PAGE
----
Where are you people? Why are you not coming out to see this team? There aren’t any excuses any more. The team is playing well and has a lineup full of guys you can get behind. Baseball is the most affordable of tickets. Take it from me, a guy with two young children, Tribe games are as kid friendly an activity as you will find.  Its the summer. Yet for the weekend they barely drew 65,000 TOTAL?

I am at my wits end.

Up next

The Indians are headed out on an 11-game road trip that starts tonight with the tough Baltimore Orioles. Ubaldo Jimenez (5-4, 4,66 ERA) will go for the Tribe against Baltimore lefty Zach Britton (1-1, 5.56 ERA). A spot start will be needed with a doubleheader coming on Friday in Chicago. Trevor Bauer will probably get the call. His control issues haven’t subsided in Columbus as he has walked 20 in his last five starts, spanning 27 innings, but he is still the best option.

(photo via Chuck Crow/The Plain Dealer)

  • The_Real_Shamrock

    Here he comes, look at that, look at that
    There he goes, look at that, look at that
    And he ain’t wearin’ no clothes

    Oh, yes, they call him the Streak

    Oh and Kevin Costner says you have to be able to drink to live in Cleveland!

  • boomhauertjs

    I’m genuinely concerned about the attendance issues. If it doesn’t pick up this summer, you can’t blame the Dolans because they spent money in free agency. What will give them any motivation to spend ever again if the fans don’t come out to support the team? And will we reach a point where keeping a baseball team in Cleveland isn’t viable?

  • Harv 21

    I’m still weirdly optimistic about the bullpen, because although no one (except maybe Smith) is pitching very well yet the team is overcoming a lot of it. The failures haven’t yet made the offense press, as sometimes happens. If just two guys step up – Allen, Hagadone, someone called up – and Perez can come back pitching ok, Francona can shuffle some roles and they’ll be fine, even if Pestano heads to the DL.

  • nobody

    I guess we have to expect to be last in majors in attendance from here on, with the likes of Tampa Bay (who has a far worse stadium, from what I hear).

  • Mike P

    So, years of dismantling and mismanaging a baseball team, and in one year sign two guys and a manager, you think that solves the problem?

    I love the Indians. Granted, I have only been to two games this year, but you can’t have Shelley Duncan be your starter in the OF for a year and a half and expect people to be jumping in your good graces.

    If they are on the verge of playoffs, I fully expect that stadium to be filled by September. And, I think it will, if we do not fizzle out.

  • Mike P

    So, years of dismantling and mismanaging a baseball team, and in one year sign two guys and a manager, you think that solves the problem?

    I love the Indians. Granted, I have only been to two games this year, but you can’t have Shelley Duncan be your starter in the OF for a year and a half and expect people to be jumping in your good graces.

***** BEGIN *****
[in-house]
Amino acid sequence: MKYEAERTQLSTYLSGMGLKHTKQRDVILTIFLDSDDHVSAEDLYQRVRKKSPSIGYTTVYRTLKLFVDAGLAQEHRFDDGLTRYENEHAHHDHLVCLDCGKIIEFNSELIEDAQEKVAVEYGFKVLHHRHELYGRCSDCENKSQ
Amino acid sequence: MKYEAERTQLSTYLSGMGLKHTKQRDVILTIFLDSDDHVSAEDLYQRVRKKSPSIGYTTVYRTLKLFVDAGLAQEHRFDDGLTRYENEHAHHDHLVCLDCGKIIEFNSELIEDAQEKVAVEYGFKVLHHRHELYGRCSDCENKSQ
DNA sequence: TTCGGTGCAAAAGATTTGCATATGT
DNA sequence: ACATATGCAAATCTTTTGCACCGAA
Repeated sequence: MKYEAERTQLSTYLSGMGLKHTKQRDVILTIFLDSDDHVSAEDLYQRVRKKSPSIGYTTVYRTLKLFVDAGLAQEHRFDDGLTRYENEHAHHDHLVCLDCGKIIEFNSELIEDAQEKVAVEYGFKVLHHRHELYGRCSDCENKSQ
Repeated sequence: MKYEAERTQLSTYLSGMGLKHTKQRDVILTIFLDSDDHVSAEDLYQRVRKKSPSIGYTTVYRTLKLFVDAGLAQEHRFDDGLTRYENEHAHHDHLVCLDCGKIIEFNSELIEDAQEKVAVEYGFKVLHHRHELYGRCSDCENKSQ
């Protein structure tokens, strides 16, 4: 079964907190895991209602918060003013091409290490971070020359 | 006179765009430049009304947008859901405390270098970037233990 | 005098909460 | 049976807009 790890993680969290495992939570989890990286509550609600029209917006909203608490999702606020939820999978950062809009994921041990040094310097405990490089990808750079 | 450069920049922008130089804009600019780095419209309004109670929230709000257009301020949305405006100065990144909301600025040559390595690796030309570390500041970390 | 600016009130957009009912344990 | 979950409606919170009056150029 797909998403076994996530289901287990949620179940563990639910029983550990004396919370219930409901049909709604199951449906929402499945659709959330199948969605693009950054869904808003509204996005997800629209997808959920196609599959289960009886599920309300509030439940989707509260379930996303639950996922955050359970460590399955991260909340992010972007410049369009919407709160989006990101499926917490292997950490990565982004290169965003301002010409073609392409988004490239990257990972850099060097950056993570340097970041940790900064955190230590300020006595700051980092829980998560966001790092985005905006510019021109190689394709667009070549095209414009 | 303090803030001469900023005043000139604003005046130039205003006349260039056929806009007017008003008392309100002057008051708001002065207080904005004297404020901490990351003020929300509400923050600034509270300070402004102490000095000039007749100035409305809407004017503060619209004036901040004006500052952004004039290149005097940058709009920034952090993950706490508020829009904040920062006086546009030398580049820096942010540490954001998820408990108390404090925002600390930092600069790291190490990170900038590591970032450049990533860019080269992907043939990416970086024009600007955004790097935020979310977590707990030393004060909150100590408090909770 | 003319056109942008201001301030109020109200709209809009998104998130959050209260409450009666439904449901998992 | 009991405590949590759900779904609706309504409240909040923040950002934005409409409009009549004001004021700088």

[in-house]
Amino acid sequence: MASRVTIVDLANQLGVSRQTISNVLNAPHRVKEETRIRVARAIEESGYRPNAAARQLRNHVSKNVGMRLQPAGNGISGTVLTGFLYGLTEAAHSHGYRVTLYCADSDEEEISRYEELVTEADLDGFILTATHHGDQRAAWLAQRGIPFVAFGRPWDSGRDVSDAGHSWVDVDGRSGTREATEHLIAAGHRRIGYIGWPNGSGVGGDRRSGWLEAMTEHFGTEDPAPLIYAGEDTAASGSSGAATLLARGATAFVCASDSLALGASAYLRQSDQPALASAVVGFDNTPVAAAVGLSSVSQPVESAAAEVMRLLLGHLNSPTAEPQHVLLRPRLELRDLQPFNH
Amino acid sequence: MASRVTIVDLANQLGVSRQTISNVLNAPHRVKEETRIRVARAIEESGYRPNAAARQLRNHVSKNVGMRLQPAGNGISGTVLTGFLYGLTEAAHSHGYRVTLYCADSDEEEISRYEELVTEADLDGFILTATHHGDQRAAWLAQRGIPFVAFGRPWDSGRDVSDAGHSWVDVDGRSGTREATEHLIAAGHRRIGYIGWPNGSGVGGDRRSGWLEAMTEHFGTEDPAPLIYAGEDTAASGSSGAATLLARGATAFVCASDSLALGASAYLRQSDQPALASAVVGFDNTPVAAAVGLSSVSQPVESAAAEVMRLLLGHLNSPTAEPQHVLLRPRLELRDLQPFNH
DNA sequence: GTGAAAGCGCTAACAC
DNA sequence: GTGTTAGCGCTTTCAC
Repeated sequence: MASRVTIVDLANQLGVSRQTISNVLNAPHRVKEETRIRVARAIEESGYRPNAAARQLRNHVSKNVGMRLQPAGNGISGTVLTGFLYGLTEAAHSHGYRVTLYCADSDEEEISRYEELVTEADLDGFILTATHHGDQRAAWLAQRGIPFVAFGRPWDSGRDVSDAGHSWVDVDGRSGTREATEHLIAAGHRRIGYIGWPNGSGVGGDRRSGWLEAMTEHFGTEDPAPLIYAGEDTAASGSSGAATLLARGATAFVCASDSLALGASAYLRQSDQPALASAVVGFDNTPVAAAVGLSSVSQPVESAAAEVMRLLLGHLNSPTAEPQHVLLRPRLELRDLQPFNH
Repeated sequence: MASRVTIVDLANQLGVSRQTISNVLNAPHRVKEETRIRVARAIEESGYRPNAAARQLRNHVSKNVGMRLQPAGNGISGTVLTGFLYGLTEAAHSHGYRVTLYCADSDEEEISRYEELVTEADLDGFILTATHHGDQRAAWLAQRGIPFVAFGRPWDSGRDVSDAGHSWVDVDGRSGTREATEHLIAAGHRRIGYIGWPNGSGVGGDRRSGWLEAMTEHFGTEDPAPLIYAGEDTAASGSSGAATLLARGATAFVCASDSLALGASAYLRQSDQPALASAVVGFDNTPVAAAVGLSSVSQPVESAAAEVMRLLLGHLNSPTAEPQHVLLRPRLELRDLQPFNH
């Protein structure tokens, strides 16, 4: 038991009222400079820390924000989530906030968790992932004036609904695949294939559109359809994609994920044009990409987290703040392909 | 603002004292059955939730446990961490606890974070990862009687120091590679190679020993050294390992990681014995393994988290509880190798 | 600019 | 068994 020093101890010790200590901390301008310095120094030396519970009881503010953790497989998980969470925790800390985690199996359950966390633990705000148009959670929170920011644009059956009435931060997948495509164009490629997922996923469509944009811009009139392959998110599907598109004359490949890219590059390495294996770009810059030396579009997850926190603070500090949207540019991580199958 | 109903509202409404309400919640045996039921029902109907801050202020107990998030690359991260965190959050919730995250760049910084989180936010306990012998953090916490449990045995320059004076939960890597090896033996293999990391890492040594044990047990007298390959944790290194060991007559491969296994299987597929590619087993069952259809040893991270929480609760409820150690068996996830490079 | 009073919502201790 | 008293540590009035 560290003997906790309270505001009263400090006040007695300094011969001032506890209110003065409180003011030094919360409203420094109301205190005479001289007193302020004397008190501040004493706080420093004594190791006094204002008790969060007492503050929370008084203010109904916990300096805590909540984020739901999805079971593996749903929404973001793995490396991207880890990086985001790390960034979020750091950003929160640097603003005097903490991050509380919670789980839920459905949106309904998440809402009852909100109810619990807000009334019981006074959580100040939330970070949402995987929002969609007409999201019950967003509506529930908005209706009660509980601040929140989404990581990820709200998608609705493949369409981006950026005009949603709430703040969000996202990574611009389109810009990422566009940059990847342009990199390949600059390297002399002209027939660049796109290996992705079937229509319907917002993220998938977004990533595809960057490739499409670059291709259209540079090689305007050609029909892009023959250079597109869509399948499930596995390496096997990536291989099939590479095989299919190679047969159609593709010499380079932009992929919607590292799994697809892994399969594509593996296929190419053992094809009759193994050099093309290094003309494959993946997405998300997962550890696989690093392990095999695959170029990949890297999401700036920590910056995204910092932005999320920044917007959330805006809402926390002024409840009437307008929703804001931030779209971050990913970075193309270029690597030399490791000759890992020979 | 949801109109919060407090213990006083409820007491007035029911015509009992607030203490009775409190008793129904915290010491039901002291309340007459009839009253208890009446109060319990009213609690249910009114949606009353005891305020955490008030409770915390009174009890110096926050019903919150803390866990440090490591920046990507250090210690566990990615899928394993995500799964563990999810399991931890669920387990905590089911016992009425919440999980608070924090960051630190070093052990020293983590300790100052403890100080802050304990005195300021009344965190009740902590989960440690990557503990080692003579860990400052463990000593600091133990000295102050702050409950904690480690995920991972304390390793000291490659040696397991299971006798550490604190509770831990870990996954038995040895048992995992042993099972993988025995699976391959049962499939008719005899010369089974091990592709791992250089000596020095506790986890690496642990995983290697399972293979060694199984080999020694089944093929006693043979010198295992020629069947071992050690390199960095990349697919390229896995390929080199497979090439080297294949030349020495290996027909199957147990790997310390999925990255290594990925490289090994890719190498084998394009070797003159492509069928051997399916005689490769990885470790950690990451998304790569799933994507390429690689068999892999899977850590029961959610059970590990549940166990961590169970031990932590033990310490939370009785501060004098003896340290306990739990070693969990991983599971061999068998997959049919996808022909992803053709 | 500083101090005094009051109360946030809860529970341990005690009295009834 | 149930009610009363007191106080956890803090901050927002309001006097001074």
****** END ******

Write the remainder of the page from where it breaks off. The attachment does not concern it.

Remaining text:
If they are on the verge of playoffs, I fully expect that stadium to be filled by September. And, I think it will, if we do not fizzle out.

  • JacobWFNY

    Jason Kipnis’ stats in his last 50 games since April 29th: .316/.393/.568 with 15 doubles, 3 triples, 9 homers, 38 RBI, 32 runs scored, 25 walks, 48 strikeouts, 13 steals. That’s a spectacularly awesome third-of-a-season stretch. Among qualified players, his OPS ranks 13th during this span.

  • The_Real_Shamrock

    You are the Max Scherzer of Statistics!

  • mgbode

    it’s usually the late-year and year-after effect. so, August/September will start filling up and it’ll spill over into next year (assuming positive buzz in offseason). I think if we maintain just over .500 that it’ll happen.

    Indians are the bandwagon team in town. It’s just how it is.

  • The_Real_Shamrock

    As soon as JC Romero is ready I expect you’ll see him promoted to the majors. Hagadone can go back down. But the bullpen has been shaky of course a few key injuries as well as pitching as much as they had to during the stretch where the starters were horrible didn’t help.

  • The_Real_Shamrock

    To many people got stuck on that bandwagon in the past. Fooled ’em once…

  • mgbode

    Kipnis has been great. He seems to be a bit more streaky than alot of the other good hitters in the league, but hopefully that consistency comes with experience and he can lockdown being one of the truly great hitters in MLB.

  • mgbode

    ’93-’01 legimately fun years to cheer for the Tribe
    ’05-’08 legimitately fun years to cheer for the Tribe

    yeah, some bad things happened during both stretches and not every year was a playoff year. but, they had good teams who had every possibility of pulling it off. hopefully, we are building that again (lots of things have to happen to get back there).